POINT OF VIEW End the stigma of addiction and treatment


Unfortunately, the stigma surrounding addiction and addiction treatment stops too many of the 24 million Americans who struggle with drugs or alcohol from getting the help they need. In fact, only 2 million seek treatment. We want to change that.

That is why we recently launched the “We Do Recover” movement with the goal of saving lives by ending the stigma. We are doing this in several ways, including promoting stories of hope to spread inspirational proof that addicts can recover and lead successful, full lives.

In addition, Ambrosia will be providing $500 college scholarships to eligible recipients in recovery or loved ones affected by addiction, as well as hosting regular fellowship events. The movement also involves offering materials, help lines and monetary donations to well-aligned advocacy groups that educate community-by-community and collaborating with prestigious universities to produce superior research that improves treatment effectiveness.

It’s also vital that those suffering from addiction know that it is a disease that should be treated and not a failure that should be condemned or swept under the rug. That is why we are also making influencers available to tell their own recovery stories through comprehensive programs directed to specific audiences, including corporations, hospitals and the media.

While playing in the NFL, I, Cris Carter, struggled with addiction early in my career, but today I credit seeking treatment and being in recovery for allowing me to achieve my greatest accomplishments over my 16-year career. I would never have gone to eight consecutive Pro Bowls or been ranked second on the NFL’s all-time list for total receptions and touchdowns had it not been for my sobriety.

And, as a registered nurse in Philadelphia, I, Jerry Haffey, found that illicit substances were grabbing hold of patients and watched too many succumb. With a desire to make a difference, I moved my family to South Florida and opened the Ambrosia Treatment Center to fight the crisis head-on.

It’s a moral imperative that we break through this barrier and eliminate the social stigma of addiction, as well as encourage those who are suffering to enter treatment, because, in recovery, we can do incredible things.

JERRY HAFFEY SR. and CRIS CARTER, WEST PALM BEACH

Editor’s note: Jerry Haffey Sr. is founder and CEO of Ambrosia Treatment Center; and Cris Carter is in the Pro Football Hall of Fame.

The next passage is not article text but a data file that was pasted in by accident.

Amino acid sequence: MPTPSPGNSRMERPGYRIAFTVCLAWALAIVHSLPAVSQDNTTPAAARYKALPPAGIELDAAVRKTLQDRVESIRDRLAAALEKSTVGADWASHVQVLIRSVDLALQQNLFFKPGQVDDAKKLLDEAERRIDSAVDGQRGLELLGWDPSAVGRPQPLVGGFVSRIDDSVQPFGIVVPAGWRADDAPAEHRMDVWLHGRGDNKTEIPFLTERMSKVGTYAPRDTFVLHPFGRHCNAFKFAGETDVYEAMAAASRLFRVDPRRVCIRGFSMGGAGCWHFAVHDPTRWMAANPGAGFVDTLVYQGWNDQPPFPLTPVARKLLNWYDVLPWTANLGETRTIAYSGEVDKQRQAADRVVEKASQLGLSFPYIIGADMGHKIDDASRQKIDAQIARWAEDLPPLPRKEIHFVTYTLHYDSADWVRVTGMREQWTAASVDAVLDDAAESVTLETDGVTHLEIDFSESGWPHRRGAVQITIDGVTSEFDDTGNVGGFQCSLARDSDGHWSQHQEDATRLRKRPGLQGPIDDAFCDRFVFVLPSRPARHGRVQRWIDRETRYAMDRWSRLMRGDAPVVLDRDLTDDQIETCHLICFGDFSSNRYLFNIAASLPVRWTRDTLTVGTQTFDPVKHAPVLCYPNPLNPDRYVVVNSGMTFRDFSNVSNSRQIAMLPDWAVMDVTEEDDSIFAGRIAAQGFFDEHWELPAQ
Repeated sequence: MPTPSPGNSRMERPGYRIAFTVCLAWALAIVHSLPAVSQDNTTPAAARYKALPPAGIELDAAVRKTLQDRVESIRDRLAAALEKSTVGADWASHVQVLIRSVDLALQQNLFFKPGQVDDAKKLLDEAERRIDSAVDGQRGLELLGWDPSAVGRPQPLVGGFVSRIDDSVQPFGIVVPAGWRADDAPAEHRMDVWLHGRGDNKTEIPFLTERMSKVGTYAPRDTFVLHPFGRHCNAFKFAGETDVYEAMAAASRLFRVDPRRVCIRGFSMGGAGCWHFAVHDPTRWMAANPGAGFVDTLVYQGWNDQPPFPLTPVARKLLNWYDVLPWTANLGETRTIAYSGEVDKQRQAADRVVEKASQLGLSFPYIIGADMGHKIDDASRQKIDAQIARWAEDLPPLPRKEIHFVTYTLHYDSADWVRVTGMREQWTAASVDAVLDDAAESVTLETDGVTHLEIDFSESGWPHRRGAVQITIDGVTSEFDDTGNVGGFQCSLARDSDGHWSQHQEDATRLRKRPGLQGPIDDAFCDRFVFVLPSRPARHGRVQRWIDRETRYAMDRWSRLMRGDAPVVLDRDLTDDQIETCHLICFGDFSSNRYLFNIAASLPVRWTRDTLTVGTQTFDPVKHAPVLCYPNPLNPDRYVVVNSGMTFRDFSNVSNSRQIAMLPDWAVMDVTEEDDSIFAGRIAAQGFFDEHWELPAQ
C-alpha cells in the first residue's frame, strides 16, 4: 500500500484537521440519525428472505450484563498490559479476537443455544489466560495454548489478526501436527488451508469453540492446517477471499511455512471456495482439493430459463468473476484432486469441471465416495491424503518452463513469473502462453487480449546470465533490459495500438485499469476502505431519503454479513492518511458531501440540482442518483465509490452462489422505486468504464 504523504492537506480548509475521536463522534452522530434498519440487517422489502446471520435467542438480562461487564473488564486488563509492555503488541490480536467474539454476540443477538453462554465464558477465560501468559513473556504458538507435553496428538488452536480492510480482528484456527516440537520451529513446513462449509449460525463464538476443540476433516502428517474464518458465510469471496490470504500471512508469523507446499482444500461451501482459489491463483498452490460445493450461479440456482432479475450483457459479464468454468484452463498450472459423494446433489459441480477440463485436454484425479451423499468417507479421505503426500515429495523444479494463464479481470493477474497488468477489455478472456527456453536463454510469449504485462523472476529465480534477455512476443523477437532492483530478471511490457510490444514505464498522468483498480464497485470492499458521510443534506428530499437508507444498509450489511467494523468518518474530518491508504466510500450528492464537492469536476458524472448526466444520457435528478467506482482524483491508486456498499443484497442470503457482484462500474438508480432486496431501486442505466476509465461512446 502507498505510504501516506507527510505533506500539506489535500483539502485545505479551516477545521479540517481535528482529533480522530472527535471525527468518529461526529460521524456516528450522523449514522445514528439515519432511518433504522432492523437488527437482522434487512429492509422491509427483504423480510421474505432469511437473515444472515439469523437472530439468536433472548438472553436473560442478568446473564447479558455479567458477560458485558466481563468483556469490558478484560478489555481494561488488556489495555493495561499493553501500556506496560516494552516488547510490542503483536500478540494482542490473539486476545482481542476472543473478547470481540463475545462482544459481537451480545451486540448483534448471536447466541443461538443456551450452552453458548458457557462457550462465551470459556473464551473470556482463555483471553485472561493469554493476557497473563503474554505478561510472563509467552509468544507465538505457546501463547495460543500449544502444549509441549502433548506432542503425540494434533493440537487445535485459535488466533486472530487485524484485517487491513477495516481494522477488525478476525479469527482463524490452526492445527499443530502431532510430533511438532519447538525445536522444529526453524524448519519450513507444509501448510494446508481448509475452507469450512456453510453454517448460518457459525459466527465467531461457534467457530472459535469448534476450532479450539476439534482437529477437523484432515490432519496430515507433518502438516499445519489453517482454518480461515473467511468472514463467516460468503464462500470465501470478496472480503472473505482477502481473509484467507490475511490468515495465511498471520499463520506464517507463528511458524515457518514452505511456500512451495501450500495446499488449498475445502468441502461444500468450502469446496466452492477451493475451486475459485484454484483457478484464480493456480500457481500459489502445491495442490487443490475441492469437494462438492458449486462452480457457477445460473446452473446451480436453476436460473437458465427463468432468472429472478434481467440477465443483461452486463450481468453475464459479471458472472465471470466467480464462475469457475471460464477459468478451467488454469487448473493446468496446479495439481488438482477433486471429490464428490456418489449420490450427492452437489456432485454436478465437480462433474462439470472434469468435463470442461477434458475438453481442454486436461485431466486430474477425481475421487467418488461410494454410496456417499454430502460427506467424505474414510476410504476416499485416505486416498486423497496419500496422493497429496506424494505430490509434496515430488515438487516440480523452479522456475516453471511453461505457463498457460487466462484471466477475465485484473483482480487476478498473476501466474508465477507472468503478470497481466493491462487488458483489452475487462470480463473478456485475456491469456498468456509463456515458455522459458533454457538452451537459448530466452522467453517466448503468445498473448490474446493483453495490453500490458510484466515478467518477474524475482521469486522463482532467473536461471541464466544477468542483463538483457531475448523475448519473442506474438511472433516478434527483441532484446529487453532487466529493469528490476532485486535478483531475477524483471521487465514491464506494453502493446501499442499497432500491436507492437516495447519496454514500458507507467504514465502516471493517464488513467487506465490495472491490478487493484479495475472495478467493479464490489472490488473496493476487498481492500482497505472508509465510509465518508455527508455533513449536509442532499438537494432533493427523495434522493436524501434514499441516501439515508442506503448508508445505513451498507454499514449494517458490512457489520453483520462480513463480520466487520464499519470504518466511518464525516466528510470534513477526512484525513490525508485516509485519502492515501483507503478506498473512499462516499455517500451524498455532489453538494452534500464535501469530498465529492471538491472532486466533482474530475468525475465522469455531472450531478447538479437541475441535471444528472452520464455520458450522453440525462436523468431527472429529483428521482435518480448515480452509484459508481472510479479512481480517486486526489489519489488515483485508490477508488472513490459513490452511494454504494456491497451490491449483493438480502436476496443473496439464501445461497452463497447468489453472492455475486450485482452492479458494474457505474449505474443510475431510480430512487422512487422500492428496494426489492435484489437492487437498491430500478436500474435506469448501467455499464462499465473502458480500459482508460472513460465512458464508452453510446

Reader Comments ...


Next Up in Opinion

Opinion: A renaissance on the right

What’s bad for the gavel is good for the pen. The Republican Party is in the midst of a cataclysmic transformation. But all the political turmoil is creating a burst of intellectual creativity on the right. Young, fresh writers are bursting on the scene: Sohrab Ahmari, Helen Andrews, Charles Cooke, Mollie Hemingway, Jason Willick, Michael Brendan...
POINT OF VIEW: Cutting Medicaid eligibility hurts Medicare, too

Florida lawmakers cut $98 million from the Medicaid program for “non-pregnant” adults who need retroactive Medicaid. This translates to a cut primarily targeting seniors and persons with disabilities. Medicaid cuts in general put the most vulnerable Floridians at risk of losing much-needed coverage. In this instance, the cut exposes previously...
Palm Beach Post editorial cartoon Thursday, April 26
Palm Beach Post editorial cartoon Thursday, April 26

CARTOON VIEW DANA SUMMERS
Letters: Municipalities should leave gun control to the state, feds

Leave gun control to the state, feds Time for the petty city council boards to accept that gun control is not part of their agenda. State law limits their powers very specifically, so learn to deal with it and get on with life. Enough waffling around when a group wants to control assault or assault-style rifles, simply because their book club decided...
Opinion: Macron on Trumpism — Non!

WASHINGTON — The early story line about President Trump and French President Emmanuel Macron focused on their “bromance” and Trump’s puerile claim to dominance when he brushed what he said was dandruff off Macron’s suit. But on the last day of his state visit on Wednesday, Macron showed he will not be trifled with. He...
More Stories